MOD

It will be too late to halt Trident's replacement if we don't talk now

Britain's nuclear weapons strategy will be subjected to unprecedented independent scrutiny by a group of senior defence, diplomatic, scientific and political figures who have come together to form BASIC's Trident Commission. BASIC has set up this independent, cross-party commission to examine the United Kingdom’s nuclear weapons policy and the issue of Trident renewal. The Commission will report on evidence received in early 2012.

Latest on the Trident replacement delay

Suggestions surfaced publicly today that the UK Ministry of Defence is considering a delay to the main gate for Trident replacement – the point at which a decision is taken to start actual construction of the submarines – until 2015/16, after the next election.

BASIC understands that these discussions have been ongoing throughout August, and that the decision has been made on the basis of accountability and the political context.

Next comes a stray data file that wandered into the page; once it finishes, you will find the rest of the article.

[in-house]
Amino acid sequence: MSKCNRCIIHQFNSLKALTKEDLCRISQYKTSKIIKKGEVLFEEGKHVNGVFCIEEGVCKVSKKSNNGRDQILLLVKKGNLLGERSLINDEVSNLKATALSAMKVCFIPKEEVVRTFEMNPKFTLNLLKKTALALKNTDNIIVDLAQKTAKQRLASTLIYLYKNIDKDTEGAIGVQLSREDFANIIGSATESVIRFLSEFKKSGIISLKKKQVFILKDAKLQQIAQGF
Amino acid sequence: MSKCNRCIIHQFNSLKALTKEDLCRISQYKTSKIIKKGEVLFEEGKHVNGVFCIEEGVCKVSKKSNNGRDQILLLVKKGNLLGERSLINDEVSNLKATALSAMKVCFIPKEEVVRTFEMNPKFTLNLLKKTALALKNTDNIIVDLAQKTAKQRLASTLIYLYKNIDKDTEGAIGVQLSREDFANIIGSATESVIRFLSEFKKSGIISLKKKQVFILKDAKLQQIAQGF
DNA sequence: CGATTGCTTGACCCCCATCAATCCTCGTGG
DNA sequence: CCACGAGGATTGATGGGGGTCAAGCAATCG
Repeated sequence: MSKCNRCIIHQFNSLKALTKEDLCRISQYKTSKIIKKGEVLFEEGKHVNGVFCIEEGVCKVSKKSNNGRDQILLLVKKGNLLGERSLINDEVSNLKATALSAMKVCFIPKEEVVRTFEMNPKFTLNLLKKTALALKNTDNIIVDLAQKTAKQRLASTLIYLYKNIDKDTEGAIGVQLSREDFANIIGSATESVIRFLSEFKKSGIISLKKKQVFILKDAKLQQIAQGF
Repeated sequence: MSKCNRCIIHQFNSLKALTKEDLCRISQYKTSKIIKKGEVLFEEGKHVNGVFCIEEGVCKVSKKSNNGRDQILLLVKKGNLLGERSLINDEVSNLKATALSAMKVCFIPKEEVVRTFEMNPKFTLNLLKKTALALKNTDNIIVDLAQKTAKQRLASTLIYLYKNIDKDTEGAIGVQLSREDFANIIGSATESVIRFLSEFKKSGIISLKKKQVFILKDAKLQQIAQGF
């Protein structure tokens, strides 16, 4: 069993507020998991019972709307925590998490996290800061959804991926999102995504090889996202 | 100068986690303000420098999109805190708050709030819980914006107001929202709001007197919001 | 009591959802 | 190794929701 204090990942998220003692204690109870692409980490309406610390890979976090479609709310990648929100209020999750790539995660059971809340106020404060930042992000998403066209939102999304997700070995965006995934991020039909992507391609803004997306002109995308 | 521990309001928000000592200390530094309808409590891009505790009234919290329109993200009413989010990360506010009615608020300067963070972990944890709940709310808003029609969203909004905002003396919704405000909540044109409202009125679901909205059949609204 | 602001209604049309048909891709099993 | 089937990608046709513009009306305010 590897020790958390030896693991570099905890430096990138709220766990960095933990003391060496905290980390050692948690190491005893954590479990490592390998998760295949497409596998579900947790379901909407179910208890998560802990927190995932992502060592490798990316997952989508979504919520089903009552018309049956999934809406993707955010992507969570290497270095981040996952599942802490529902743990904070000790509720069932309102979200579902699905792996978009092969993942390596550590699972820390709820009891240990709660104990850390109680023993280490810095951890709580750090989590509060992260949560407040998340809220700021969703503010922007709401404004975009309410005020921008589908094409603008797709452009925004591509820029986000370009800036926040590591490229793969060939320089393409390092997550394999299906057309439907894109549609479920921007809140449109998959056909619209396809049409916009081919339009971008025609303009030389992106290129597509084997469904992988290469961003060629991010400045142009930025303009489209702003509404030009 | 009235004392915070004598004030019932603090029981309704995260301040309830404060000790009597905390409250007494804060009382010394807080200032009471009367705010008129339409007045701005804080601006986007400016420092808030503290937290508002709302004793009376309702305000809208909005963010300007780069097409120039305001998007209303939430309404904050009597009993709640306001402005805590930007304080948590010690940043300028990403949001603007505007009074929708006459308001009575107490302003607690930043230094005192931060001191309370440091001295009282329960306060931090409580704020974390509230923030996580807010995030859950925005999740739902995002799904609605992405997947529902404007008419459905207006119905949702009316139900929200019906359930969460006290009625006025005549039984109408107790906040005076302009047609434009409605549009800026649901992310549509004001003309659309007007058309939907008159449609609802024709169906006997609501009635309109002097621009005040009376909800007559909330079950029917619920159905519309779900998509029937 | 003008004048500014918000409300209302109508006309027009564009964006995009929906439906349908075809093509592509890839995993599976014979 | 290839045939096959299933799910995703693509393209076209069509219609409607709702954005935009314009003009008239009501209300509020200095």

The thinking goes something like this.

Time to reassess Trident options amid funding crisis: BASIC report

 

It is time to reassess options for the replacement of the Trident nuclear missile submarines in the light of indications that the capital cost of doing so could run to 28 billion pounds over the next 10-15 years, according to a new report by the British American Security Information Council (BASIC).

Image: 

About BASIC: 

No

Free terms: 

Newsletter: 

Region: 

Topic: 

A crisis in financing Britain’s replacement of Trident?

It is time to reassess options for the replacement of the Trident nuclear missile submarines in the light of indications that the capital cost, to be funded from the Defence Ministry's core budget, could run to 28 billion pounds over the next 10-15 years. But Paul Ingram and Nick Ritchie also argue that it would be a mistake to base a decision on cost alone.

Click the "Full article (PDF)" button below to read the report.

 

Related publication:

Subscribe to RSS - MOD